Congratulations, you lost that final 10 pounds and can fit into your skinniest pair of jeans again. But now comes what is often the hardest part—maintenance mode. How can you ensure those jeans remain in your wardrobe’s heavy rotation? Attention all dieters: Calorie counting alone doesn’t cut it. If you want to keep the weight off, pump some iron. According to a new study published in Medicine & Science in Sports & Exercise by the University of Alabama at Birmingham, the key to sustaining weight loss is resistance training.
The purpose of the study spearheaded by Gary R. Hunter, a leading professor in the university’s Department of Human Studies, was to determine the effects of aerobic and resistance training on AEE (activity-related energy expenditure) and ARTE (physical activity index) following weight loss. In layman’s terms, he set out to clear up the convoluted relationship between dieting, weight loss and exercise.
It is widely known that to lose weight, you have to consume fewer calories than your body burns. But, once you lose weight, your body doesn’t burn calories at the rate it did before because your decreased body mass is using less energy. Also, your NEAT (non-training physical activity energy expenditure) decreases after weight loss, meaning your body isn’t using up calories as much as it did before the weight loss. After dieting, aka starvation mode, your body has been tricked into thinking it needs to conserve energy.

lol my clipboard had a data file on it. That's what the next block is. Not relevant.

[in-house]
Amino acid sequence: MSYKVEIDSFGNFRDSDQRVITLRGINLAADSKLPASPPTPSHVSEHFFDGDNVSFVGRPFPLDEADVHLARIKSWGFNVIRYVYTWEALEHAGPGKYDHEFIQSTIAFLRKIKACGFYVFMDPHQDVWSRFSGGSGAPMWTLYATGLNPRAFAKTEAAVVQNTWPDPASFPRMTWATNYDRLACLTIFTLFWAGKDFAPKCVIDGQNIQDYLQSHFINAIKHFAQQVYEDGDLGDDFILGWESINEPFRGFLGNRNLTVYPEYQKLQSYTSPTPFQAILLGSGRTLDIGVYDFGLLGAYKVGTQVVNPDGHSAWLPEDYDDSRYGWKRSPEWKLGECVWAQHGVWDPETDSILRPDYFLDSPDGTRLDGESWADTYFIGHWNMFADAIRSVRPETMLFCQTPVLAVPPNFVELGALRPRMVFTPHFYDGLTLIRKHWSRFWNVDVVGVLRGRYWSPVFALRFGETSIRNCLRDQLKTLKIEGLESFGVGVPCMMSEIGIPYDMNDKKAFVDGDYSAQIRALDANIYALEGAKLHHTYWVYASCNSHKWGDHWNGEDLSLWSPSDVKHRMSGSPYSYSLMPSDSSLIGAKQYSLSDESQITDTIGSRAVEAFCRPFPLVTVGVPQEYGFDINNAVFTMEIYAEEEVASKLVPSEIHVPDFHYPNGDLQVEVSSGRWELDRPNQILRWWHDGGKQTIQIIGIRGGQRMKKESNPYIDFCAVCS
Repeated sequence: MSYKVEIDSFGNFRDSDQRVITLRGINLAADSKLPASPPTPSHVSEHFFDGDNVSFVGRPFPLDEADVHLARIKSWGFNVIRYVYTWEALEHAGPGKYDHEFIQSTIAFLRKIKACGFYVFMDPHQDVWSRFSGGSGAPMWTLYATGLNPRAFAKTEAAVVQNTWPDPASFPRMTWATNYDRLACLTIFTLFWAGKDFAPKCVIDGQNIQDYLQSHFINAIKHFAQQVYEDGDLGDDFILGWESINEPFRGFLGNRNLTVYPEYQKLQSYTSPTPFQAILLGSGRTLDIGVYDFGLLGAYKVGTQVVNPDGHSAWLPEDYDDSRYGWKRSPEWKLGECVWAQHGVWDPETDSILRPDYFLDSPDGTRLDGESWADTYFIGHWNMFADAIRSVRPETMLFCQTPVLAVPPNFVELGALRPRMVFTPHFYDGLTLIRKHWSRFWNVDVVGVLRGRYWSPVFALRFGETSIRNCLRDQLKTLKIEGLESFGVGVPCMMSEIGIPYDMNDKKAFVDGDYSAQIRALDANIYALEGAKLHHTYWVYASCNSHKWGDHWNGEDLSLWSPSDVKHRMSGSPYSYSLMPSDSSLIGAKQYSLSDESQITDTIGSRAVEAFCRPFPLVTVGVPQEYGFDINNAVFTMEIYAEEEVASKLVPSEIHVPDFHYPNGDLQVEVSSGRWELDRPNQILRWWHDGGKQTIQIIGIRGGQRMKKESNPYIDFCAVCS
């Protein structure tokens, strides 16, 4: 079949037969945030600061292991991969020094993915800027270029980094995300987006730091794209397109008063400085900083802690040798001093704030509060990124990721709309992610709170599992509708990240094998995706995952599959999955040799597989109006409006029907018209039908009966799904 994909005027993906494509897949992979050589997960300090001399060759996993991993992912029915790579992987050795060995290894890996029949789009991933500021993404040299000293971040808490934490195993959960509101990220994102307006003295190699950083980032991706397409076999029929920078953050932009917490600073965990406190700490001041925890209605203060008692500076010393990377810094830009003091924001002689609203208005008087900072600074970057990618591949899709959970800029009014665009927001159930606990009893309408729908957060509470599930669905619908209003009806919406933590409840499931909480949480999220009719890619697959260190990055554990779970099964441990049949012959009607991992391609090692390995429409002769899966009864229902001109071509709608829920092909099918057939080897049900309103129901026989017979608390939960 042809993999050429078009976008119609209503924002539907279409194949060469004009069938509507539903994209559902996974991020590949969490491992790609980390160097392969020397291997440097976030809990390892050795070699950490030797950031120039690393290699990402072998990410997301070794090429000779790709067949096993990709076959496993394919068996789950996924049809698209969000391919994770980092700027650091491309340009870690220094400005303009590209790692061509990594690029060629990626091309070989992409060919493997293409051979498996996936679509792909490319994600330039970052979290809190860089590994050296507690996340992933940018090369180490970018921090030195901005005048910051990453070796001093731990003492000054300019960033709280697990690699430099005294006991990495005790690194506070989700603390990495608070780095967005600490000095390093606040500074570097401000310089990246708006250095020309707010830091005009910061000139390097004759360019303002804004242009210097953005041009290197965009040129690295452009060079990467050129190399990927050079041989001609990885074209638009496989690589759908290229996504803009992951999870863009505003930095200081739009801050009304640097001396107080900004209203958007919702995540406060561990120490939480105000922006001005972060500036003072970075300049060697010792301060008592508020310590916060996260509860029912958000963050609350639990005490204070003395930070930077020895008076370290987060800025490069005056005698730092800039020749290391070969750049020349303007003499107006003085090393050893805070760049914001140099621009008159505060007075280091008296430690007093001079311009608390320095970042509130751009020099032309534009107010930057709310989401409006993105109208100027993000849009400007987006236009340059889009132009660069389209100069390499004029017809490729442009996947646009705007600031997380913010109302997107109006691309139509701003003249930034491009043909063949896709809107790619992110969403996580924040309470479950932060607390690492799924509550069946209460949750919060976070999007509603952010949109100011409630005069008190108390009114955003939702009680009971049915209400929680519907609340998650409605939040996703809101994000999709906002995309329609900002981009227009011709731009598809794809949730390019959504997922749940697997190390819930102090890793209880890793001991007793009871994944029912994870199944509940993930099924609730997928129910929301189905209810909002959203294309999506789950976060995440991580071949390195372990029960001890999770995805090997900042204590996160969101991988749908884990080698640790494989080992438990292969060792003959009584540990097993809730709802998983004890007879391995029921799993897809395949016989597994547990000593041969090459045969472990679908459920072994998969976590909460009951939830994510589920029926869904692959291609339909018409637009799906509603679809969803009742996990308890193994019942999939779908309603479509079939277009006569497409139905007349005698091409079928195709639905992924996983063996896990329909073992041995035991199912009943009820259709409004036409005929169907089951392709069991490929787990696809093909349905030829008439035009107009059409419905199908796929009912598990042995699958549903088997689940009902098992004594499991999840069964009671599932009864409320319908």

“NEAT is a fancy word for how your body ‘exercises’ itself throughout the whole day, even while you are sedentary,” says Melissa Mellady, MS, Exercise Physiologist, Northwestern Executive Health at Northwestern Medical Group. “With weight training, you get long-term benefits of burning calories because you have more muscle mass to burn more calories, even while your body is resting. While with cardio, you are only burning calories in the moment.” Burn calories while you’re resting? Yes, please. But it turns out that’s not the only benefit you can get from resistance training—it seems to switch on an activity button in your brain.
Hunter and his team took 140 pre-menopausal woman, guided them through an 800-calorie-per-day diet, resulting in a 25-pound weight loss. As you might have guessed, after weight loss, the people who did cardio and resistance training maintained a higher NEAT. But what is more striking is that Hunter saw a relation between resistance training and increased activity and “economy” of activity throughout the day, even when they weren’t working out. As Hunter explains to LivingHealthy, the resistance trainers’ “participation in free-living physical activity significantly increased.”
Meanwhile, the non-exercisers’ day-to-day energy expenditure decreased. “These results suggest that resistance training is especially important for preventing decreases in energy expenditure and thus increased probability of weight regain following weight loss,” he says. They also suggest that building muscle tends to make it easier to be more active in everyday life. The women who did not exercise became even more sedentary than before losing the weight, and their ease of movement also worsened. Though the study was limited to women, Dr. Hunter tells us that he believes the results would be very similar for men.
Melissa Mellady is in agreement with the results of the study. “If someone loses weight and does it through diet alone, muscle and fat are both lost in the process,” she says. “What happens is, you have less muscle on your frame so you don’t need as many calories a day, and you will have to continue restricting those calories more and more if you wish to maintain your weight loss.” However, if you resistance train and put on muscle, according to Mellady, you will burn more calories–even as you’re fidgeting at your desk or sweeping the floor—and be able to keep the weight off.